MY COMMENT: This is a certainly a borderline statement. I don’t like it, but it is probably clumsy hyperbole to make two legitimate points: 1) That Washington, DC’s criminal justice system is not so good; and that 2) There is a serious crime problem among black males, especially young black males in America’s inner cities. According to the U.S. Civil Rights Commission (not a conservative agency):
- 49% of prison inmates nationally are African American, compared to their 13% share of the overall population.
- Nearly one in three (32%) black males in the age group 20-29 is under some form of criminal justice supervision on any given day — either in prison or jail, or on probation or parole.
- As of 1995, one in fourteen (7%) adult black males was incarcerated in prison or jail on any given day, representing a doubling of this rate from 1985. The 1995 figure for white males was 1%.
- A black male born in 1991 has a 29% chance of spending time in prison at some point in his life. The figure for white males is 4%, and for Hispanics, 16%.
Criminal justice experts say that only about one in four crimes are actually solved. I have been told by prosecutors that about 80 percent of black males in inner cities under the age of 50 have been in the criminal justice system for serious crimes such as robbery, drug trafficking, aggravated assault, murder.
So it’s a big problem. All social scientists and criminal justice experts agree that it’s a serious problem. It’s not a racial problem so much as a welfare state problem, which primarily targets inner city blacks and minorities. There was no special black crime problem before Lyndon Johnson’s Great Society programs. So the problem is not blacks, it’s liberal welfare state policies that reward dysfunction. It’s just that inner city blacks were the primary “beneficiaries” of LBJ’s liberal welfare state.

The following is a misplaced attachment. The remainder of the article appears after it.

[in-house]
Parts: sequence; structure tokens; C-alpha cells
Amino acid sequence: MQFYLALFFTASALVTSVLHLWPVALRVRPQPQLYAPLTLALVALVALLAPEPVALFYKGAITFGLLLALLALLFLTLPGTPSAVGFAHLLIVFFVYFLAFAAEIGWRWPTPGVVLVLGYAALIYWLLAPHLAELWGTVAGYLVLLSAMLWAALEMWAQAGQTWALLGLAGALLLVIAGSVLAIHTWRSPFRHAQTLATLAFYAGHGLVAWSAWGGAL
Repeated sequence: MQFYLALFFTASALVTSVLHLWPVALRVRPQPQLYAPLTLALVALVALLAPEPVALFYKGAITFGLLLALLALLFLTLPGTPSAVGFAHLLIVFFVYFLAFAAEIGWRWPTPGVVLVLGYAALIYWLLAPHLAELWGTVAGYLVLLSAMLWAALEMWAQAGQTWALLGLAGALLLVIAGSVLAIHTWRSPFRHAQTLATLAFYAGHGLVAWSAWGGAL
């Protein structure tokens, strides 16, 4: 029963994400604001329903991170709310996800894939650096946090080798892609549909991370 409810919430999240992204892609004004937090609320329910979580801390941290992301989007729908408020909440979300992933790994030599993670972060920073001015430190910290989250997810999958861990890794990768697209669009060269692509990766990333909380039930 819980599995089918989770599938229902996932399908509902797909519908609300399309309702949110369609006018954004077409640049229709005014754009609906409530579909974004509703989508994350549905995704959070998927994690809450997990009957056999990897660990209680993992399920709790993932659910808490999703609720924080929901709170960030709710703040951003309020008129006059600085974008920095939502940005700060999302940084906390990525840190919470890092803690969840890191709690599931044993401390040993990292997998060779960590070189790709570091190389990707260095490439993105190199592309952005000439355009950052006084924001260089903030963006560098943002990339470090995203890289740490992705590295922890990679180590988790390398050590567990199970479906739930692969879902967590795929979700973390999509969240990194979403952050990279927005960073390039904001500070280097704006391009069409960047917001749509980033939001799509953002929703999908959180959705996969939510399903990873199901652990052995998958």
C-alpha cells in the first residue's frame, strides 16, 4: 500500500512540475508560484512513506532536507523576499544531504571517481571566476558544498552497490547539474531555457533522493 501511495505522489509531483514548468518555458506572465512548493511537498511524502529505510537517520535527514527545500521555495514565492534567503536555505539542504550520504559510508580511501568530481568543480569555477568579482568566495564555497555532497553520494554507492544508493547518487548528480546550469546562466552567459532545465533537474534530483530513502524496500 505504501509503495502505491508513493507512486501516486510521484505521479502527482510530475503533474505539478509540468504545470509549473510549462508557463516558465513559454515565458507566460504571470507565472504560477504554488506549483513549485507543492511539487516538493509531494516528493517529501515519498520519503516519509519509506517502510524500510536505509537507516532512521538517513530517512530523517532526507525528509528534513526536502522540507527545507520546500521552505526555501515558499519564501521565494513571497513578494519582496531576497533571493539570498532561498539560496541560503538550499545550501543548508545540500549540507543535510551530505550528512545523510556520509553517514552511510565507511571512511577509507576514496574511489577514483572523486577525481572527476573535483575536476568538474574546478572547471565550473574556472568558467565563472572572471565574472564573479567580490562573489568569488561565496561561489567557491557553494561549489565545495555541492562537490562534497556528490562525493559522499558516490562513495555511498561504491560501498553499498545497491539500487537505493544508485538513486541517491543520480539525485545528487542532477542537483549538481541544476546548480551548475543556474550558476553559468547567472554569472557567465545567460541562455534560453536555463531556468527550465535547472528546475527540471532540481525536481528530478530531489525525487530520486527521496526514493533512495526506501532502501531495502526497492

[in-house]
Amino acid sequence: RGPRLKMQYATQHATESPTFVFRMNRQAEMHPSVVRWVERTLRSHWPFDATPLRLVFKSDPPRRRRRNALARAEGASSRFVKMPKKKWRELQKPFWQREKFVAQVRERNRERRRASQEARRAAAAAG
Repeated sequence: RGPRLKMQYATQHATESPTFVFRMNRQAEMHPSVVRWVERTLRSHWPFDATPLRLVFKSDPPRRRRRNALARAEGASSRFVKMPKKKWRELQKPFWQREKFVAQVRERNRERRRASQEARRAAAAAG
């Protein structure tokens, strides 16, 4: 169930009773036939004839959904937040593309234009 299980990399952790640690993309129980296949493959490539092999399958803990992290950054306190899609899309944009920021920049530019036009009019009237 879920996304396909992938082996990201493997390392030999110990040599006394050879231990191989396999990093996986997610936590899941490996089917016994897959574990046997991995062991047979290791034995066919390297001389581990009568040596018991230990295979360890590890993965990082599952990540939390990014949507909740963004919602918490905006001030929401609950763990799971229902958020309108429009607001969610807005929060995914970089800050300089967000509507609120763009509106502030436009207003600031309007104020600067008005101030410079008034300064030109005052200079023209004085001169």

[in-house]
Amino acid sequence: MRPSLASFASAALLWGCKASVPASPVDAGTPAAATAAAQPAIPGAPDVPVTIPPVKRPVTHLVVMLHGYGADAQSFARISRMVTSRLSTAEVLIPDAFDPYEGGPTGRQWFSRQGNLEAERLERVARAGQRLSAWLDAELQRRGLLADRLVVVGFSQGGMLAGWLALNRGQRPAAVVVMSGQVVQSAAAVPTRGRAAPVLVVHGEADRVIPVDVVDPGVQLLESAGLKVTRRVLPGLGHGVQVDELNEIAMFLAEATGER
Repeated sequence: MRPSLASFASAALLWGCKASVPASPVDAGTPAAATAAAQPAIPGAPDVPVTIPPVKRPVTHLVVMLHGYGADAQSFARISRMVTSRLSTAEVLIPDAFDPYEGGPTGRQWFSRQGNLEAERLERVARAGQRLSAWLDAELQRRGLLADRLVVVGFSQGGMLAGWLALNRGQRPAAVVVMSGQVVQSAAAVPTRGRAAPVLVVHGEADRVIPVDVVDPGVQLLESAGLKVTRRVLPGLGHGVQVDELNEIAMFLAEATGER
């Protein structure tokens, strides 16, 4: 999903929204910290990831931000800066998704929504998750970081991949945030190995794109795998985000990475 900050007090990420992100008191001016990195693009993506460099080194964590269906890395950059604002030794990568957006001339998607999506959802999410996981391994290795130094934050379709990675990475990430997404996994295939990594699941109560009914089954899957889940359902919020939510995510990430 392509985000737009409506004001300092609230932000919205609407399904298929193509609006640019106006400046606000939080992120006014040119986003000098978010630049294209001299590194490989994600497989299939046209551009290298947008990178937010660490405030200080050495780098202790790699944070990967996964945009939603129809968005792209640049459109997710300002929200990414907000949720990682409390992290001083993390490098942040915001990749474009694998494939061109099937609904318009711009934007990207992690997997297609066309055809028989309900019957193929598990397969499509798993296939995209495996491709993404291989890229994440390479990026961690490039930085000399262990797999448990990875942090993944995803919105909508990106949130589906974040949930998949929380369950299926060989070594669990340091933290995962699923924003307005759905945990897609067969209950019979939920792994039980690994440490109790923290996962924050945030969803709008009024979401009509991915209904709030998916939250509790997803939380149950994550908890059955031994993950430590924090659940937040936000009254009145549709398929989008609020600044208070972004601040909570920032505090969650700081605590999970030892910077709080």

Hence the dysfunction.
The quote in the Ron Paul Political Report is indelicately stated, but not inherently racist. The KKK is racist. Hitler was racist. This poorly worded, poorly researched, probably inaccurate statement by a writer for the Ron Paul Political Report back in 1992 does not qualify as racist. Stupid, yes. Bad writing, yes. Bad politics, yes — especially if you hope to win some black votes.
But not racist.
QUOTE #3: “We don’t think a child of 13 should be held responsible as a man of 23. That’s true for most people, but black males age 13 who have been raised on the streets and who have joined criminal gangs are as big, strong, tough, scary and culpable as any adult and should be treated as such.” – 1992
MY COMMENT: The writer (not Ron Paul) certainly could have left the word “black” out of this statement. Surely, there are many big scary 13 year olds out there of all races. No doubt, Ron Paul should have been a more critical editor here. But keep in mind also that Ron Paul is all about freedom. He believes in freedom of speech and probably not micromanaging the writings of his writers. He probably should have micromanaged this a bit more, given that this publication has Ron Paul’s name on the masthead.
QUOTE #4: “What else do we need to know about the political establishment than that it refuses to discuss the crimes that terrify Americans on grounds that doing so is racist? Why isn’t that true of complex embezzling, which is 100 percent white and Asian?” – 1992
MY COMMENT: I see nothing racist in this statement (again, penned by someone other than Ron Paul). Provocative, yes. Racist, no. Ron Paul is best when he is talking about economics, not social science.
QUOTE #5: In analyzing the Los Angeles riots in 1992, the writer for the Ron Paul Political Report states that: “Order was only restored in L.A. when it came time for the blacks to pick up their welfare checks three days after rioting began. … What if the checks had never arrived? No doubt the blacks would have fully privatized the welfare state through continued looting. But they were paid off and the violence subsided.”
MY COMMENT: This is more of a commentary on the corrupt economic incentives of the welfare state than on race. It was blacks rioting over the Rodney King verdict, not whites. That’s just an objective fact. Not a great quote, for sure. If you pick through 30 years of someone’s newsletters, you’ll find some questionable stuff. Conversely, we have Jeremiah Wright’s sermons. Ron Paul probably should have told this writer to take his writings elsewhere. But Ron Paul is not a micromanager, which is what makes his libertarian philosophy attractive to so many who think our government is doing too much micromanaging of life. The problem, of course, is President of the USA is a management position. He needs to exercise tighter control over his communications.